NASA back zero gravity 3D printer development

NASA back zero gravity 3D printer development
Picture credit: NASA

If you are looking for investment for your business it can be hard to get, but NASA always have generous amounts available to businesses who can solve the problems involved in any of their current or future missions in space.

3D printing certainly has potential to be incredibly useful in space and therefore it was probably only a matter of time before somebody started work on a 3D printer that can work in space. There are of course now dozens of different 3D Printer designs many used for rapid prototyping services, but unsurprisingly these can’t be used in zero gravity. Some popular 3D printers for rapid prototyping services use powder and a binder, totally suitable for use in space.

Made in Space though are the company who have developed a 3D printer that can work in partial gravity. They have already printed a wrench on a test flight with an aircraft completing dives to simulate partial gravity.

The demand for a 3D printer from NASA is for making usable tools and parts as and when needed. This is partly because of the cost and space required to keep spare parts and to send up spare parts. This costs a huge amount and space on the space station, where in the near future 3D printers may be used, is limited of course meaning that not every spare part can be kept. The result is that if a part was urgently needed  currently it would have to be sent up on a flight launched specifically to deliver that part.

With a 3D printer a supply of materials used for printing is all that is needed, generally a polymer but in future potentially light weight metal powder such as titanium. Any part that can be made from these materials can be made instantly from a database of CAD files or even with CAD files sent from earth in minutes. Potentially in future parts could even be designed on the space station especially when conducting experiments where design may be reactionary to results: more like using 3D printers for rapid prototyping services but for designs that will be designed for use in zero gravity.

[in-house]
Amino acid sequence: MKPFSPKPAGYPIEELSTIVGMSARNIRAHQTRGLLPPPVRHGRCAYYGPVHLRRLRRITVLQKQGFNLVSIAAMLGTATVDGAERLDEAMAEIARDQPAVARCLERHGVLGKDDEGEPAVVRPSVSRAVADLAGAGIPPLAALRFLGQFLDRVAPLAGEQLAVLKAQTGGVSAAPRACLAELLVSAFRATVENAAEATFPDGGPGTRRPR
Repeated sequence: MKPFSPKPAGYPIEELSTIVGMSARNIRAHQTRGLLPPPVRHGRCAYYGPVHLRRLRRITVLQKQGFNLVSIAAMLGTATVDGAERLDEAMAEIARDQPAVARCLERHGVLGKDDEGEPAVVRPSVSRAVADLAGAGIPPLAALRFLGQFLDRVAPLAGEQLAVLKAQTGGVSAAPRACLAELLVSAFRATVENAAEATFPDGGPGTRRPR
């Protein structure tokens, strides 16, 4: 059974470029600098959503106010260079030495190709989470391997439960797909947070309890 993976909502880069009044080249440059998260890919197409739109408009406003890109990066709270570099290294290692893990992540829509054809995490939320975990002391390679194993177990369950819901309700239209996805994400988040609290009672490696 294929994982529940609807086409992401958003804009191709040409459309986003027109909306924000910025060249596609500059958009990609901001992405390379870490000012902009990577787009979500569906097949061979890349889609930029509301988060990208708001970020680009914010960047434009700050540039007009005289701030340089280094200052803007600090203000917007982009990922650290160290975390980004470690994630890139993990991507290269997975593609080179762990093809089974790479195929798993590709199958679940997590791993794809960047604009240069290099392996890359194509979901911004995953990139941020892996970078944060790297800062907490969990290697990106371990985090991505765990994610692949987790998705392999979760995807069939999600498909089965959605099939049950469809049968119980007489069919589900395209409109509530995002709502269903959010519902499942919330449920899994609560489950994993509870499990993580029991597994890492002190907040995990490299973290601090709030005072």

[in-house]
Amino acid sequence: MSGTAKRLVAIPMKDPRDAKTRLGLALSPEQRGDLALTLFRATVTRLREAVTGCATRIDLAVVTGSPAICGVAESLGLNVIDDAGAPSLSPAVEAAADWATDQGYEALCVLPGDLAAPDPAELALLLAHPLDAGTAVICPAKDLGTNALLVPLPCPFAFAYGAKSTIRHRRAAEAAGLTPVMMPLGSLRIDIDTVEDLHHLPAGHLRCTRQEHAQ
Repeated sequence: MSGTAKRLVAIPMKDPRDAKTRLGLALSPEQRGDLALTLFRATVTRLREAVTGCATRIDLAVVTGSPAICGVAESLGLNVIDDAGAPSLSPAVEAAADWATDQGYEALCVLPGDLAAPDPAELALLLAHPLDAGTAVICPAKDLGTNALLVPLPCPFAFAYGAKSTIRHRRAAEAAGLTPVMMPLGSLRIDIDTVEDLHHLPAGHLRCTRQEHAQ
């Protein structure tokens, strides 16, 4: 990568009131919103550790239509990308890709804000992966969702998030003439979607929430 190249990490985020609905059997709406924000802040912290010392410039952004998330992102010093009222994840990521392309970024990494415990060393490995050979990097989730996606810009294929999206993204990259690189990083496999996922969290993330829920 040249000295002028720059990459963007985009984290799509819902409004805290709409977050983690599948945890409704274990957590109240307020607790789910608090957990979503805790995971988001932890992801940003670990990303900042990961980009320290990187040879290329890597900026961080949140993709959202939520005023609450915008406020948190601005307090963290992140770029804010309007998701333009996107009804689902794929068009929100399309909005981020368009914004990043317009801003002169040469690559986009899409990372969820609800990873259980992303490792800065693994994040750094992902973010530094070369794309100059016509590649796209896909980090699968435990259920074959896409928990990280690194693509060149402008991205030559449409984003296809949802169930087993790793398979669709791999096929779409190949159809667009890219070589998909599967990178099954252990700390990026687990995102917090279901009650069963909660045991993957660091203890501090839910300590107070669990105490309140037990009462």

Being able to print parts is also of course quicker than waiting for them to be delivered, that could be vital where parts were important to the life systems on board the space station or other craft.

Another advantage of being able to print this way is that the small amount of material that would need to be kept in stock would become even less as parts could be made much lighter due to the fact they won’t have to withstand getting blasted into space and won’t have to contend with gravity. This ability to make light weight parts means that space craft could even be manufactured part by part in space and made to be much lighter than if they were made on earth.

Of course even though light weight these will be parts that will be used and will have to be reliable; as time goes by then Made in Space will have to develop their printer further and get further away from the technological starting point of 3D printers used in rapid prototyping services, where longevity and strength are less important and less than with traditional manufacturing techniques.

As has happened in the past of course technological developments for use by NASA may then feed back into the mainstream: taking the 3D printing industry itself a step further along and away from its rapid prototyping services roots.


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